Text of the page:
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Cultural Heritage Center Hosts Discussion of Black Elk Speaks October 10

You’ve climbed the mountain; now read the book!

The Cultural Heritage Center in Pierre is hosting a discussion of Black Elk Speaks, John Neihardt’s record of the Lakota warrior and holy man’s eyewitness account of the white man’s colonization of the Great Plains, on Tuesday evening, October 10:

Black Elk Speaks
This is the version I read at SDSU in 1993.

The discussion of Neihardt’s book “Black Elk Speaks” will be led by humanities scholar Jace DeCory, assistant professor emeritus at Black Hills State University in Spearfish. The program will begin at 7 p.m. CDT.

“Taking place the day after Native American Day in South Dakota, this is an opportunity to learn more about Lakota visionary and healer Nicholas Black Elk,” said Michael Lewis, president of the South Dakota Historical Society Foundation, the nonprofit fundraising partner of the South Dakota State Historical Society.

Amy Kucera is also going to speak about the John G. Neihardt Foundation and State Historic Site in Bancroft, Neb. She is the former director of that site and now works for the South Dakota Historical Society Press at the Cultural Heritage Center.

The foundation and the As the Pages Turn Book Club in Pierre are sponsoring the free program, made possible by a grant from the South Dakota Humanities Council, an affiliate of the National Endowment for the Humanities. Everyone is welcome to attend.

“Hehaka Sapa – Black Elk, is one of the most influential and celebrated Oglala Lakota individuals of all time,” DeCory said. “Black Elk’s teachings and experiences should be shared and discussed in order to better understand his spiritual legacy as a holy man. As an early cultural mediator, Black Elk continues to give special insights into Lakota culture and people” [South Dakota State Historical Society, press release, 2017.10.02].

Admission is free, and interested readers can borrow copies of Black Elk Speaks before the program from the Cultural Heritage Center.

I read Black Elk Speaks at SDSU in 1993, in the David Nelson philosophy class where I sat fifteen feet from my future wife but never spoke to her. Eight years later, when we finally did speak, I reread a chapter from Black Elk Speaks aloud as entertainment during our walk in the woods. 16 years after that, our copies of that book share shelf space with our child’s numerous tomes, and the tallest peak in South Dakota, which the three of us have climbed together, has been renamed in Black Elk’s honor.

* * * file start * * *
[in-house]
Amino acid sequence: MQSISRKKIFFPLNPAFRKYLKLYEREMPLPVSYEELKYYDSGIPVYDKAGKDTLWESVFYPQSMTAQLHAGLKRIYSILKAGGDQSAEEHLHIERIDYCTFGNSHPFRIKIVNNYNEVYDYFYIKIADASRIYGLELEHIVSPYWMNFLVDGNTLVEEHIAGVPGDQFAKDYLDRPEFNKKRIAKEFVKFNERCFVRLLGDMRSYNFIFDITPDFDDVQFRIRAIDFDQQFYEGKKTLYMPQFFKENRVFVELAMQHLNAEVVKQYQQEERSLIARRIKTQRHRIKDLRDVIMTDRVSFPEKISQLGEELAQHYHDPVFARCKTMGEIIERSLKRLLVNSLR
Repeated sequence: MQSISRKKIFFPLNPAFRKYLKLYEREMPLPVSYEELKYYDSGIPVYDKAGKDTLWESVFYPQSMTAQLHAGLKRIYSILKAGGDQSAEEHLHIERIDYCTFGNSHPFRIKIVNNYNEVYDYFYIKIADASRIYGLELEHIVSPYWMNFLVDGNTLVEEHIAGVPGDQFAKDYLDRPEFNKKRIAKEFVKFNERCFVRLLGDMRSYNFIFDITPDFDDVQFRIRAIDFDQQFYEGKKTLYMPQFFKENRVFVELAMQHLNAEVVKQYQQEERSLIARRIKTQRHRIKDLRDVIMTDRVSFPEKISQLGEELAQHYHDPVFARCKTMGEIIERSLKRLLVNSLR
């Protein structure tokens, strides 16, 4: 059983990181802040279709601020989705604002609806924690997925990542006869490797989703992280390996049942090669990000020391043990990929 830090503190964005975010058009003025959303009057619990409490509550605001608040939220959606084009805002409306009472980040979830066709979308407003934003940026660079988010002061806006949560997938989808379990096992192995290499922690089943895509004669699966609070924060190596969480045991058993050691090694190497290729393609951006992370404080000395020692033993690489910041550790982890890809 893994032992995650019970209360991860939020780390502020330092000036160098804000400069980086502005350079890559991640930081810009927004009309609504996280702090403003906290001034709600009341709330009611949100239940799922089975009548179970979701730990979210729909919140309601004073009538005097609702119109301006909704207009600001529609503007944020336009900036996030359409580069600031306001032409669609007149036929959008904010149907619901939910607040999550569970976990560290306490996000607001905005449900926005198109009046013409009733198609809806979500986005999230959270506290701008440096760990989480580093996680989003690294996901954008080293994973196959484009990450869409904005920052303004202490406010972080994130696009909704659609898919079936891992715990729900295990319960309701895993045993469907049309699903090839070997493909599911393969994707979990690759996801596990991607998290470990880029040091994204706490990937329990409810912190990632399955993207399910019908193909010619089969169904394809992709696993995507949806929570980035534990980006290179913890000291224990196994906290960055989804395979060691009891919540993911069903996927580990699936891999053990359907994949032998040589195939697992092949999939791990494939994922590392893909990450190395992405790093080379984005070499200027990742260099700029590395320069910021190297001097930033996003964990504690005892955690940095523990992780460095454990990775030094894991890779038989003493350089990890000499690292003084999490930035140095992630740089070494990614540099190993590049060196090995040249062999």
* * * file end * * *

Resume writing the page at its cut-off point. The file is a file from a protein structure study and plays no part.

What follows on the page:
The part of Black Elk Speaks that sticks in my mind (thanks to Dr. Nelson’s emphasis) is the concept of the “hoop”, what we may interpret as “worldview.” Black Elk saw the white man’s coming as the destruction of his people’s belief system. He saw the Indians hanging around the fort, living off the government’s rations, while other tribes who resisted the colonizers’ restriction and tried to stay free on the plains suffered from the decimation of the buffalo, and he lamented, “How could men get fat by being bad, and starve by being good?” His people’s suffering called into question his worldview, his belief that his people could rid themselves of the white man and restore their greatness if they held to their Lakota ways. That belief—that “hoop”—was further “broken and scattered” by the massacre at Wounded Knee.

Black Elk’s discussion of the breaking of his hoop is about the centrality of philosophy to our lives. All of us require some framework of beliefs to make sense of the world and guide our actions. Great change—invasion, immigration, technological innovation—can present new situations of which our hoop cannot makes sense. If the new world refutes our hoop, our hope breaks, and we will live in despair if we cannot repair our beliefs to make sense of the world and our place in it.

Borrow a copy of Black Elk Speaks from the Cultural Heritage Center. Take that copy out to Black Elk Peak this weekend and read a bit from the mountaintop that figured centrally in Black Elk’s vision and to which he ventured as an old man in 1931 to pray to his gods for his people. Then join Dr. DeCory to discuss Black Elk’s book on Tuesday, October 10, in Pierre.


  1. leslie 2017-10-03 21:02

    Great article cory!

  2. Spike 2017-10-04 00:32

    Thank you for the story Cory. Go up Black Elk Peak during the week in the off tourist season when there are few hikers and a person can truly experience why natives and Black Elk prayed there. And many pray there today. Or go in March to the Welcome Back the Thunder Beings ceremony which where young and old people of all colors, climb the mountain to welcome the spring. It’s difficult to describe the sense of awe and belonging. Maybe that’s the hoop.

  3. Cory Allen Heidelberger Post author | 2017-10-05 05:17

    Spike advises us well to look for off-season hiking opportunities. I’ve mentioned this before, and I’ll mention it again: the best hike I had up our highest peak was the day after a big April blizzard. There was one lane cut through eight-foot drifts on the road up from Hill City to Sylvan Lake. The sun was out all day, and I hiked in shirtsleeves over the snow to the top of Black Elk Peak and back. I saw a ranger at Sylvan Lake when I started, but I had the trail and the peak to myself all the way. Spectacular.

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